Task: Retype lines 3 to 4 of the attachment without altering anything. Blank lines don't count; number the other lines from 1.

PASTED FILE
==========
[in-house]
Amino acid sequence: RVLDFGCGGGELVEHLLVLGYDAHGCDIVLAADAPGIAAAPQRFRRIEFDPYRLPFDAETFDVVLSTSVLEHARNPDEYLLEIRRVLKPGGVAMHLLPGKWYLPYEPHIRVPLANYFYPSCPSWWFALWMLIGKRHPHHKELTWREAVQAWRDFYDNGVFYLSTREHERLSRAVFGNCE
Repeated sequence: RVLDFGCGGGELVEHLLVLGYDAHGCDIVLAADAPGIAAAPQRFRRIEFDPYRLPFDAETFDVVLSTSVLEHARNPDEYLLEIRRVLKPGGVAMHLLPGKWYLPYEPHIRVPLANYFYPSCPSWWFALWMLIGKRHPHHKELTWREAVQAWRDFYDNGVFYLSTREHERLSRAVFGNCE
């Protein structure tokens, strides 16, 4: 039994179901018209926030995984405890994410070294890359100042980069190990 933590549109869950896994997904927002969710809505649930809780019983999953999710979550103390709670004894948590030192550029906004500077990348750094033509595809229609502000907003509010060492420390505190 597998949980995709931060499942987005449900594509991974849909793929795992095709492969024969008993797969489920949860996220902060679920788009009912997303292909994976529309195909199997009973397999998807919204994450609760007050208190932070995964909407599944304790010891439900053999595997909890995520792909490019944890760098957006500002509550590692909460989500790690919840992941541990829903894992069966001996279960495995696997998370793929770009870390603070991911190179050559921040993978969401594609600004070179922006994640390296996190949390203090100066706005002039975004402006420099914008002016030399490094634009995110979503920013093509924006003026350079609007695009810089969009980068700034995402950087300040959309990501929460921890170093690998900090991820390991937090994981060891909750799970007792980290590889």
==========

Repeated sequence: RVLDFGCGGGELVEHLLVLGYDAHGCDIVLAADAPGIAAAPQRFRRIEFDPYRLPFDAETFDVVLSTSVLEHARNPDEYLLEIRRVLKPGGVAMHLLPGKWYLPYEPHIRVPLANYFYPSCPSWWFALWMLIGKRHPHHKELTWREAVQAWRDFYDNGVFYLSTREHERLSRAVFGNCE
């Protein structure tokens, strides 16, 4: 039994179901018209926030995984405890994410070294890359100042980069190990 933590549109869950896994997904927002969710809505649930809780019983999953999710979550103390709670004894948590030192550029906004500077990348750094033509595809229609502000907003509010060492420390505190 597998949980995709931060499942987005449900594509991974849909793929795992095709492969024969008993797969489920949860996220902060679920788009009912997303292909994976529309195909199997009973397999998807919204994450609760007050208190932070995964909407599944304790010891439900053999595997909890995520792909490019944890760098957006500002509550590692909460989500790690919840992941541990829903894992069966001996279960495995696997998370793929770009870390603070991911190179050559921040993978969401594609600004070179922006994640390296996190949390203090100066706005002039975004402006420099914008002016030399490094634009995110979503920013093509924006003026350079609007695009810089969009980068700034995402950087300040959309990501929460921890170093690998900090991820390991937090994981060891909750799970007792980290590889």